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Ann Allergy Asthma Immunol. 1998 Sep;81(3):243-6.

Exacerbation of premenstrual asthma caused by an oral contraceptive.

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Internal Medicine, Morristown Memorial Hospital, New Jersey, USA.



The relationship between sex hormones and asthma has not been clarified. Studies have suggested a potential beneficial effect of exogenous sex hormones and/or contraceptive pills on asthma in premenopausal females whereas the data for postmenopausal females are inconsistent.


A 33-year-old woman suffering from asthma with premenstrual exacerbations had a stable course until she began taking oral contraceptives. At that time she experienced clinical deterioration of her asthma associated with decline of pulmonary function tests. No other precipitating factors were identified. After discontinuing the contraceptives, her condition returned to baseline.


We found only two reports of worsening of asthma related to hormonal therapy (estrogen in one case, contraceptive pills in the other) in premenopausal women. Our report, together with these observations, suggests that in some premenopausal women exogenous sex hormones and/or contraceptive pills may, contrary to expected, produce exacerbation of asthma.


Although the mechanism of premenstrual asthma has not been established, hormonal variations during the menstrual cycle are believed to play an important role. About 30-40% of female asthmatics report worsening of asthma symptoms during the premenstrual and/or menstrual period. This article presents a case in which oral contraceptives (OCs) appeared to precipitate an asthma attack. The patient, a 33-year-old White US woman, first developed asthma at age 27 years. The strongest trigger to her asthma attacks was her menstrual period. All periods were associated with a worsening of asthma, typically extending from 1 week before to 2-3 days after the onset of menstrual bleeding. Subsequently, the patient's asthma was stabilized by continuous inhaled steroids. However, clinical deterioration of asthma and a decline of pulmonary function occurred immediately after the woman initiated OC use. There was a rapid stabilization in clinical status once OC use was discontinued. Although the weight of scientific evidence points to a possible beneficial effect of OCs or exogenous sex hormones on premenstrual asthma, this case suggests there may be a subset of women in whom sex hormones exacerbate asthma.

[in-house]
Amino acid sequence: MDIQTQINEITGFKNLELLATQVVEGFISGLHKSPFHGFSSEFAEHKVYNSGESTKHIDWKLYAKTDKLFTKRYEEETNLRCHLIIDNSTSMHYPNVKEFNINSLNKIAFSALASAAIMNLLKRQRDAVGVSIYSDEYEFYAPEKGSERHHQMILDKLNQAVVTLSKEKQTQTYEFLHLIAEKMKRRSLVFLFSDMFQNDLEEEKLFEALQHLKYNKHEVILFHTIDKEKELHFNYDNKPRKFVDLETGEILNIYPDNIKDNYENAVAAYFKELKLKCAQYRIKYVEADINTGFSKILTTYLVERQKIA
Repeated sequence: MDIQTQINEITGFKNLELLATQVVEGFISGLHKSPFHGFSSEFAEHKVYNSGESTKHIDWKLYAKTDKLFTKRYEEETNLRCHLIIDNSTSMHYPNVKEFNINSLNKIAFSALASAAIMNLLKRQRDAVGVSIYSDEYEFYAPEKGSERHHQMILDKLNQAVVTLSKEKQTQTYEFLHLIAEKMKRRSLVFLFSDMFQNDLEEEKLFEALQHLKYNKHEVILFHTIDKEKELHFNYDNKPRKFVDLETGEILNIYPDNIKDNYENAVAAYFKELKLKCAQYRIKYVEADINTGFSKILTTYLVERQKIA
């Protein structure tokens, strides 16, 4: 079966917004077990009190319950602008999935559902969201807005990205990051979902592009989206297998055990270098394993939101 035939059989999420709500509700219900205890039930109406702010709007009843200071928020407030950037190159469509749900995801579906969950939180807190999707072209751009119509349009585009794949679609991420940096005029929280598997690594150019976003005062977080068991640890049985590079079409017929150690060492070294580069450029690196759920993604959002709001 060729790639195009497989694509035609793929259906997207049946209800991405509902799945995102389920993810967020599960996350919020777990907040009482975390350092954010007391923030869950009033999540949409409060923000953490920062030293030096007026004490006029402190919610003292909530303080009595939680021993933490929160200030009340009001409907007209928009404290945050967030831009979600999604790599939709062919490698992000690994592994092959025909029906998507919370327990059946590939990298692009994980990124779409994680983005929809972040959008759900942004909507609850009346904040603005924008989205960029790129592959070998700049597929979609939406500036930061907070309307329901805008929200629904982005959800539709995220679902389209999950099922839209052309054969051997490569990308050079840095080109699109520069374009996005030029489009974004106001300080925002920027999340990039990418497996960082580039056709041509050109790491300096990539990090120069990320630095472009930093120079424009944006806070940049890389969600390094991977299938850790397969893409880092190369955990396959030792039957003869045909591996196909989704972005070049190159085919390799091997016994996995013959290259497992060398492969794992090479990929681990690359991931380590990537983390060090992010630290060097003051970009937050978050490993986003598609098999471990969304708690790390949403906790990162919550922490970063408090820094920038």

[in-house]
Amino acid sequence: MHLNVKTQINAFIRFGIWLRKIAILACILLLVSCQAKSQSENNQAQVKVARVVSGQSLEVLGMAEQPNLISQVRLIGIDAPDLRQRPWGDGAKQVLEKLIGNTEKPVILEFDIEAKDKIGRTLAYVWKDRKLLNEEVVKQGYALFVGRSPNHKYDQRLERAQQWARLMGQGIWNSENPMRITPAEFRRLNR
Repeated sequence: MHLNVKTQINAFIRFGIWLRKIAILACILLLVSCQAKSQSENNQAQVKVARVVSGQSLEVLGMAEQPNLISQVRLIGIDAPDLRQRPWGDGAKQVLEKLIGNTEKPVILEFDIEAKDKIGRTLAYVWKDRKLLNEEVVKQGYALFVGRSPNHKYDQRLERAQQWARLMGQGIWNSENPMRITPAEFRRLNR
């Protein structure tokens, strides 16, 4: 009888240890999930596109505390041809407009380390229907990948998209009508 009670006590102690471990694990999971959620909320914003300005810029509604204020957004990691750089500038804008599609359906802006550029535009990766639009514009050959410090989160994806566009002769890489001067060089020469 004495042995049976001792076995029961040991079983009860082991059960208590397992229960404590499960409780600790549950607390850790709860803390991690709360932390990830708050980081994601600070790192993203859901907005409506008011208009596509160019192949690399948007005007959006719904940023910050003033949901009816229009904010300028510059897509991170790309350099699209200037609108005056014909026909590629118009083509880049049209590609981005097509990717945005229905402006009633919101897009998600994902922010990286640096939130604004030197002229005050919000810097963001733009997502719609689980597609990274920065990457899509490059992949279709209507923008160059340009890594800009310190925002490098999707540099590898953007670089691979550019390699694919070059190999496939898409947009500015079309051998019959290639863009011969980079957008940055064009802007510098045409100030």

[Indexed for MEDLINE]

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